Notwithstanding the new tax exemption adjustments which are set to take effect on or after year of assessment (YA) 2020 for all companies, PwC Singapore’s private clients tax leader Lennon Le, believes that the changes will have little or no effect on start ups in Singapore as many start-ups remain unprofitable for their first few years of business operations.

  3. Enhanced Tax Deductions

    To encourage companies and enterprises (especially the SMEs) to focus on an innovative approach to business set up, the Government has incentivized R & D activities and IP registration. In the fiscal budget for 2018, increased tax deduction from 150% to 250% awaits qualifying research and development projects in Singapore.

    In addition, tax deductions on the first S$100,000 of qualified IP registration costs spent for every year of assessment will increase from 100% to 200% to encourage businesses to protect and register their intellectual property rights. Similarly, companies with qualifying IP in-licensing costs may claim increased tax deductions from 100% to 200% on the first S$100,000 expenses. All the abovementioned tax deductions are to take effect from year of assessment (YA) 2019 to 2025.

  4. Enhanced Double tax deduction for internationalization (DTDi)

    At present, companies under the scheme can avail of tax deduction of up to 200% on qualified and government approved market expansion and investment development expenses. In the recent fiscal budget, to foster internationalisation amongst domestic firms, the Government has increased specified expenditure cap for claims for double taxation deduction from S$100,000 to S$150,000, notwithstanding lack of prior approval from the Singapore Tourism Board or International Enterprise Singapore, so long as the expenses are qualified and incurred from year of assessment (YA) 2019 to 31 Mar 2020.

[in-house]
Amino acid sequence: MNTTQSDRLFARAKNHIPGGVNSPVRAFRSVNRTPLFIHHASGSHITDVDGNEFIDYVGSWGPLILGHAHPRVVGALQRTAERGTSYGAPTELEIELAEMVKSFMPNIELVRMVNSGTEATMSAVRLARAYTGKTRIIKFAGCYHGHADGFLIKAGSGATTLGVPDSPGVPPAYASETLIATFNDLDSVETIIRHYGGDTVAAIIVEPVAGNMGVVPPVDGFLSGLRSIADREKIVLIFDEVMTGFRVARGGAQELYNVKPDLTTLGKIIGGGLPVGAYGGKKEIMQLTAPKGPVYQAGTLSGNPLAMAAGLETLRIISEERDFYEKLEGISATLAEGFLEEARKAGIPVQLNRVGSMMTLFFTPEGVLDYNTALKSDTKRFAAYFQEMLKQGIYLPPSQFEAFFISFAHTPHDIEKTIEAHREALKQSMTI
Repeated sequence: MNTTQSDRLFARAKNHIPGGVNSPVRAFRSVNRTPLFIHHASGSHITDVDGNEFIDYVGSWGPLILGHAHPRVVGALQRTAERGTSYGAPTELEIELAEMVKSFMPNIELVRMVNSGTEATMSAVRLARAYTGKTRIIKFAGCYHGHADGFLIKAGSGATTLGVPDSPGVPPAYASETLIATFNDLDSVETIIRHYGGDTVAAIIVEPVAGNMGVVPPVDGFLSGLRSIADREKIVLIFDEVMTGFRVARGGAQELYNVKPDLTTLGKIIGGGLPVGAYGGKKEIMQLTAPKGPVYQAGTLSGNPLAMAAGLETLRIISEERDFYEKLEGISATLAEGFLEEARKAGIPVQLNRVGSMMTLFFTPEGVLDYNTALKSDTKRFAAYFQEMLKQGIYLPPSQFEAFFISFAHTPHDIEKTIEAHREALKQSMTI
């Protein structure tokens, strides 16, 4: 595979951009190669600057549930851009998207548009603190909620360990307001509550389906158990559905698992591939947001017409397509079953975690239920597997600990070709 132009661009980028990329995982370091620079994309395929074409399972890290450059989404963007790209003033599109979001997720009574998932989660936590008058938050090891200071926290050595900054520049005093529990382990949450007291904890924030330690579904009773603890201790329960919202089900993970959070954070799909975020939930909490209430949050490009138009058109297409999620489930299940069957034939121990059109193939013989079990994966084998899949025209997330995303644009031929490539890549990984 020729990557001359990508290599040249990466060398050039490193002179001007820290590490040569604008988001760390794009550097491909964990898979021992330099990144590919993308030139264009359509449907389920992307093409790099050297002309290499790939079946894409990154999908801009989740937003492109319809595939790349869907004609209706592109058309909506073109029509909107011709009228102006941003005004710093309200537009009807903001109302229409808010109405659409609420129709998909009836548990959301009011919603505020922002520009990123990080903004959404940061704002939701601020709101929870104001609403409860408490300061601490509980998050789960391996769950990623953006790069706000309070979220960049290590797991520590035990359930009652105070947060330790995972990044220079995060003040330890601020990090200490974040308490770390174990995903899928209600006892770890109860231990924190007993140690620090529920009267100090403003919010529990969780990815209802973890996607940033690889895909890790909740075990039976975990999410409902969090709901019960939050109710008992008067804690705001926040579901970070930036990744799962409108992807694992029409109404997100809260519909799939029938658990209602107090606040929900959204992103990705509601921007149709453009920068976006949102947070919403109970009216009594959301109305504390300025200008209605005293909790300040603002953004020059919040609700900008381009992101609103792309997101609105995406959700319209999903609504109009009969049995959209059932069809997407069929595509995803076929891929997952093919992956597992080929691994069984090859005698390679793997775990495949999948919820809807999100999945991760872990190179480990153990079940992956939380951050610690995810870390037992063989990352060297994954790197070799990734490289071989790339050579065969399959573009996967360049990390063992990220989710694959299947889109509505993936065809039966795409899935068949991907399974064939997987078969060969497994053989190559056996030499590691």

5. Extension Wage Credit Scheme

    Singapore’s Wage Credit Scheme (WCS) was introduced in 2013 as a support package to help business employers cope with wage increases. In the national budget of 2015, the government extended the scheme application for two years, which is 2016 and 2017, with the government’s level of co-funding set at 20% for qualifying wage increases per year.

    For Singapore’s national budget of 2018, the Wage Credit Scheme (WCS) has again been extended for three years, from 2018 to 2020. This is because bloated wage costs remain a common business concern in Singapore. The extension of the WCS is critical in helping businesses alleviate the costs of hiring local talent in Singapore.

    The level of co-funding is expected to decrease per year with reduced governmental subsidies. This means that there will 20% co-funding from the government in 2018, 15% co-funding in 2019 and 10% co-funding in 2020. The scheme shall benefit only those qualified employees in Singapore earning minimum gross wages per month of up to S$4,000 and having monthly pay rise minimum of S$50. The grant of subsidies for the Wage Credit Scheme is expected to cost the Government approximately S$1.8 billion for three years.

    Changes to WCS

    Source: Strait Times